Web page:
Established 1826 — Oldest College Newspaper West of the Alleghenies

Reading days? We sure hope not

The following reflects the majority opinion of the editorial board. 

When you think of spring break, you might think of college kids heading down to Florida beaches for a week of binge-drinking, hooking up with strangers and whatever else goes along with MTV’s idea of a good time. 

That seems to be exactly what Miami University President Greg Crawford and the administration are picturing. As a result, they have followed in the footsteps of nearby schools by dismantling the week-long spring break into five “reading days” that are being placed sporadically throughout the spring semester. 

So, get your books ready … I guess?

We get it; this will help cut down on widespread travel by students in the spring which will help control COVID-19 case numbers. And the administration didn’t drag its feet on this one, giving us notice months in advance, which we, of course, appreciate.

But, just because you take the spring out of spring break, doesn’t mean you can take out the most important part of it — the break.

These shouldn’t be called reading days. They should be branded as mental health days, intended for students to shut down their laptops and take some time for themselves like we typically do in mid-March. Many of us count down the days until that week in the spring when we can take off our student hats and just breathe.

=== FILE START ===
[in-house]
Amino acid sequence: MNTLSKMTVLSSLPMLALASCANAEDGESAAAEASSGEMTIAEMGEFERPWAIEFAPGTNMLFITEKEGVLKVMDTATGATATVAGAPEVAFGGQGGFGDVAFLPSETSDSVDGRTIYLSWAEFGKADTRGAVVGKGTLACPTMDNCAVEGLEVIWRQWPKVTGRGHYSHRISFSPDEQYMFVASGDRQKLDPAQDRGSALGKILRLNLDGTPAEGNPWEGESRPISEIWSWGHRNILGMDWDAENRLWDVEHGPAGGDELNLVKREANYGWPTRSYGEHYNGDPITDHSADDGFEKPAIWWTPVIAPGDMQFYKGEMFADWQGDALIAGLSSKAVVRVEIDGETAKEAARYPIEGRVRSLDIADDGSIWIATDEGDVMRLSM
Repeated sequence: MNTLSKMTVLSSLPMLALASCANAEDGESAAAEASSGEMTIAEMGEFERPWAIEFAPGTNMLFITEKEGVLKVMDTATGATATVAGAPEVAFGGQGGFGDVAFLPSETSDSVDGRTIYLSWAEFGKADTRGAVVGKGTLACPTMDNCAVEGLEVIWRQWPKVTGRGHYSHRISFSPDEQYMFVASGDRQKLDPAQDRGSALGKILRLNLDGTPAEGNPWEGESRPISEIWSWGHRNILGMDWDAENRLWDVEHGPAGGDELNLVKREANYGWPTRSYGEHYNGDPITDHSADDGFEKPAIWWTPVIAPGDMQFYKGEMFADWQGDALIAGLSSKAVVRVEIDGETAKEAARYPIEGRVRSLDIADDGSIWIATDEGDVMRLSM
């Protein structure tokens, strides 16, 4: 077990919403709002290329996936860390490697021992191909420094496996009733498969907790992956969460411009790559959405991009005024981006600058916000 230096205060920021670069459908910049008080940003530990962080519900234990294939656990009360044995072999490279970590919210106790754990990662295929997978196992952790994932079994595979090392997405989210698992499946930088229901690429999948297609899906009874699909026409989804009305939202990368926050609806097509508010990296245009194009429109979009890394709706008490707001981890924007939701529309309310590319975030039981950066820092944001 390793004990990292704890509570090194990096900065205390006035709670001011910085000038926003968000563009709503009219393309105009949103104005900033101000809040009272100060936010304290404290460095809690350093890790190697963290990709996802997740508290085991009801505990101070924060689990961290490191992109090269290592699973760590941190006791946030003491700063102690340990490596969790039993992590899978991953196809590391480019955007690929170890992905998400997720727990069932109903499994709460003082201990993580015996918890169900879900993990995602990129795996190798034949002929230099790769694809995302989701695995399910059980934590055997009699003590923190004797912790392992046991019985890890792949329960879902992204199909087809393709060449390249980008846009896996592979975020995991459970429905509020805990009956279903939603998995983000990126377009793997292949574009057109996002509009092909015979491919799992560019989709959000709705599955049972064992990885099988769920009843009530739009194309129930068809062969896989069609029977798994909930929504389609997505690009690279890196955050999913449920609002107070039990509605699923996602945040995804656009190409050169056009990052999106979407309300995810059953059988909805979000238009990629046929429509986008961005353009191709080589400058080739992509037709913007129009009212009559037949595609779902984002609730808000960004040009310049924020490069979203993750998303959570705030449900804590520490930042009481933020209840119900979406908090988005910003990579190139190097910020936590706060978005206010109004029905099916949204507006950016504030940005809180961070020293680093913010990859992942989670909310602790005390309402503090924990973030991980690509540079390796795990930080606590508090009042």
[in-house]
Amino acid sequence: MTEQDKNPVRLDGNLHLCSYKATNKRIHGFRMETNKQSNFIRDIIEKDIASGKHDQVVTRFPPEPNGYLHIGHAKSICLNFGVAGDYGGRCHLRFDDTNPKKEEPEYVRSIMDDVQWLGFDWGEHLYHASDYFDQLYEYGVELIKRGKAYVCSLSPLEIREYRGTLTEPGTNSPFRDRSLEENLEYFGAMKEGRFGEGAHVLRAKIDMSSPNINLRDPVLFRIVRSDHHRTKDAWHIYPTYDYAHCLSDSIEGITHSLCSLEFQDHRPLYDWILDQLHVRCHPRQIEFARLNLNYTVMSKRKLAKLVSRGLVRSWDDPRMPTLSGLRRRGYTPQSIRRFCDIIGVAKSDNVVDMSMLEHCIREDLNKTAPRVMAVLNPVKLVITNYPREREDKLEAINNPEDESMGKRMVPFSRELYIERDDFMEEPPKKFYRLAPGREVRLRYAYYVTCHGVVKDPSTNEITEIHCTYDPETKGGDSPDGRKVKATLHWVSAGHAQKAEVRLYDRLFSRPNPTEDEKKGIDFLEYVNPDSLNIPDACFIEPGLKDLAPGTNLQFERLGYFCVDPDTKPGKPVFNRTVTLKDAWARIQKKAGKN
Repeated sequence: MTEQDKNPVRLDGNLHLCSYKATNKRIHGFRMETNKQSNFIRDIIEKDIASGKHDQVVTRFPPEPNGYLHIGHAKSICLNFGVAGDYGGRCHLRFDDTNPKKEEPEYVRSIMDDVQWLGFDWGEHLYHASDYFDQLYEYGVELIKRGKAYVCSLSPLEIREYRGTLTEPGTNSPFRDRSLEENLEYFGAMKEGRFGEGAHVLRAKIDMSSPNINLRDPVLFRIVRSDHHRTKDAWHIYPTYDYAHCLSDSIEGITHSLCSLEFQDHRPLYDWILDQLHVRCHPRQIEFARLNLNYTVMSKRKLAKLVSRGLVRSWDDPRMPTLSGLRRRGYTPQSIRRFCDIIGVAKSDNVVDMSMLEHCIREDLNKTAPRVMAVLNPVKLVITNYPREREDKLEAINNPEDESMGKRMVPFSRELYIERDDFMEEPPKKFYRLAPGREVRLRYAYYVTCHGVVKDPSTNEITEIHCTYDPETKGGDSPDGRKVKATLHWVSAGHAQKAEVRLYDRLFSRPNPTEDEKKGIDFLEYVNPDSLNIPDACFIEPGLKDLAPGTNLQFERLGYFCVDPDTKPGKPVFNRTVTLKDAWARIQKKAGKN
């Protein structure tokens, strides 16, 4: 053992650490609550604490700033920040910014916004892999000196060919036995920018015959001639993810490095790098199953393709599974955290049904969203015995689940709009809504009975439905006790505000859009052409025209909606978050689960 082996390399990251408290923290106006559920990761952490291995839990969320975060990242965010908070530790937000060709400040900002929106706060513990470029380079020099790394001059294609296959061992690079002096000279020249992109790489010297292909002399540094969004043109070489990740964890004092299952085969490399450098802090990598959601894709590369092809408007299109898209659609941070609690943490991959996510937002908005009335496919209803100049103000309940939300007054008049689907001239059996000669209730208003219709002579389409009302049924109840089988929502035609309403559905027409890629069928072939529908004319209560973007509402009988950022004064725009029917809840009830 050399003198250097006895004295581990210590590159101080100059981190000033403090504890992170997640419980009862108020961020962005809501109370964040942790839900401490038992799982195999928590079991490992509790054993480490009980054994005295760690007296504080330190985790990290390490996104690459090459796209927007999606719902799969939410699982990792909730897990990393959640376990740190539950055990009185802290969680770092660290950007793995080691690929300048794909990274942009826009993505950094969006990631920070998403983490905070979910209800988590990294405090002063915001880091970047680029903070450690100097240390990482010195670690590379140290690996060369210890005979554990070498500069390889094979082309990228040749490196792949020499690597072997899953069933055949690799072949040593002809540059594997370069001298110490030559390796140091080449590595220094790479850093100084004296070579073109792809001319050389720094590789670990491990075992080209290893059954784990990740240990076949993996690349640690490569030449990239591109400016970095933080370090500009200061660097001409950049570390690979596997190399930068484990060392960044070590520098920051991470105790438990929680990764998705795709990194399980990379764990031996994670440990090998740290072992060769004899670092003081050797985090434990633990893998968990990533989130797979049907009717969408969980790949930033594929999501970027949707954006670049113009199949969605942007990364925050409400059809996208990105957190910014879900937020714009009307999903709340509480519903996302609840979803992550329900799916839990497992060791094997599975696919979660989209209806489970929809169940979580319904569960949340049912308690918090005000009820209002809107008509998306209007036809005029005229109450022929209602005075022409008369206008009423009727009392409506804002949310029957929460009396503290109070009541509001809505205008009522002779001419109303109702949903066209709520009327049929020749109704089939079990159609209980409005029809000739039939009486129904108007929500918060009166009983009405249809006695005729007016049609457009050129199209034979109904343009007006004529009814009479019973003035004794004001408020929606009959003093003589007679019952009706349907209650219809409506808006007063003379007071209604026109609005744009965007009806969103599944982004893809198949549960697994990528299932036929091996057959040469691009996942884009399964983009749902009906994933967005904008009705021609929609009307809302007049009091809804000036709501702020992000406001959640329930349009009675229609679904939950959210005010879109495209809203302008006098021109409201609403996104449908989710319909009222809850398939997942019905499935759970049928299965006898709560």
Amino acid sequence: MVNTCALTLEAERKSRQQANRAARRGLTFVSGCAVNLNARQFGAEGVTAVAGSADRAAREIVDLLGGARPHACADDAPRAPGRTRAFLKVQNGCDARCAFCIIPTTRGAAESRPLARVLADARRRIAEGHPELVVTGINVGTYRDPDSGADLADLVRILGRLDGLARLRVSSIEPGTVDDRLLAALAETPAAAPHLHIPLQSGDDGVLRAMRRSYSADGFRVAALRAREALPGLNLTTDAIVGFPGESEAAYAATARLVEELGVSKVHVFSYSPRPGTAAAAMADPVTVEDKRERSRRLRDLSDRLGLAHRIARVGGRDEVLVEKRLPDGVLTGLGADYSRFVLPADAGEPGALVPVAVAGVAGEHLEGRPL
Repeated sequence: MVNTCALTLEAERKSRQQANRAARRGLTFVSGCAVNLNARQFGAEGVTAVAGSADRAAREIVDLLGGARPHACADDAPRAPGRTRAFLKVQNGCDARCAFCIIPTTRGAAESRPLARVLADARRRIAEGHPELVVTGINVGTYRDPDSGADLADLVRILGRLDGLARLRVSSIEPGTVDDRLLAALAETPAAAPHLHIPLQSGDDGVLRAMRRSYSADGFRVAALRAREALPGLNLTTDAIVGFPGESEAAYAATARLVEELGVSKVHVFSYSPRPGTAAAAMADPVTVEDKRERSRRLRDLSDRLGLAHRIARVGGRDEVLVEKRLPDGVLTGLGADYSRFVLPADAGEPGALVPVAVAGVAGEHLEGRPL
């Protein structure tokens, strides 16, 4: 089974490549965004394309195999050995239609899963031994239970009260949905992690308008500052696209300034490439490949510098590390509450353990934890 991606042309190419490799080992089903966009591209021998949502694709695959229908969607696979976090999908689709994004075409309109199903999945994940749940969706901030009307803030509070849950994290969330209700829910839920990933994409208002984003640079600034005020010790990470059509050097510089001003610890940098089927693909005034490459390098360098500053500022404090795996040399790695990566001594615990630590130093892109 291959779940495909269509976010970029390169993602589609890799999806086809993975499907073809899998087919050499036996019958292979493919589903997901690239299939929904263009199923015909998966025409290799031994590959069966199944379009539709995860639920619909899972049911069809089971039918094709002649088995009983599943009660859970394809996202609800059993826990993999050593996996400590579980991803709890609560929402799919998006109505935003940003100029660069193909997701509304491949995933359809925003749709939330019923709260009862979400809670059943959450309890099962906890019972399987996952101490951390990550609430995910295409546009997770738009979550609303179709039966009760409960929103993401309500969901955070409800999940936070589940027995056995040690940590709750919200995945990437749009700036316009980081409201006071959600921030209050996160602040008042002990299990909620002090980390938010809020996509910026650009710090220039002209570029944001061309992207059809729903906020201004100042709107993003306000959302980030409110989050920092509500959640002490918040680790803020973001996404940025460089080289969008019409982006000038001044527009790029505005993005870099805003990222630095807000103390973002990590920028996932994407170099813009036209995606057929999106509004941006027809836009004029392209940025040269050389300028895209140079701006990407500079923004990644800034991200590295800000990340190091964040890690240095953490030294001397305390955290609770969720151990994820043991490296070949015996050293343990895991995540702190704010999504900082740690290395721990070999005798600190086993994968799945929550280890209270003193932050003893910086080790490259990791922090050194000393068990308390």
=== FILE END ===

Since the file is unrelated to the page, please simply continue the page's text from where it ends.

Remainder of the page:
To ensure students get a real break on these days, there needs to be parameters for professors to follow — for their own good as well as ours. 

There shouldn’t be any assignments due on these days or the day after, otherwise, it will be like any other day where a professor emails you that class is canceled for the day. These are not days to catch up on work or revise an essay due at 10 a.m. the following day — they are a necessary break from being a college student.

Canvas notifications should not be popping up on anyone’s phones, and emails should not be flooding anyone’s inboxes. We don’t want to see a single “Your assignment has been graded,” or a “New assignment created.” 

No. 

Professors should be taking a break, too, so no school-related notifications should be on anyone’s radar as a sender or receiver. 

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The only notification we do want is a clear reminder that a mental health day is coming up. The university should send an email the day before and the day of, reminding students to log off and destress. Especially with these days being placed throughout the semester on random days, the school needs to be clear about when they’re happening. 

Make it clear to professors as well that they not only more than deserve but need a break themselves. We’ve all heard so many stories of overwhelmed professors trying their best to give their students the best remote-learning experience they possibly can, and it takes a toll. 

Re-brand these “reading days” to be mental-health days, prioritize giving students and faculty a well-deserved break, set parameters and remind us all when they’re actually happening because there’s a lot going on, if you haven’t noticed, and we could use a little extra help. 

This is going to be weird, but make the purpose of these days clearer than a blue sky over the beach in a Florida spring. 

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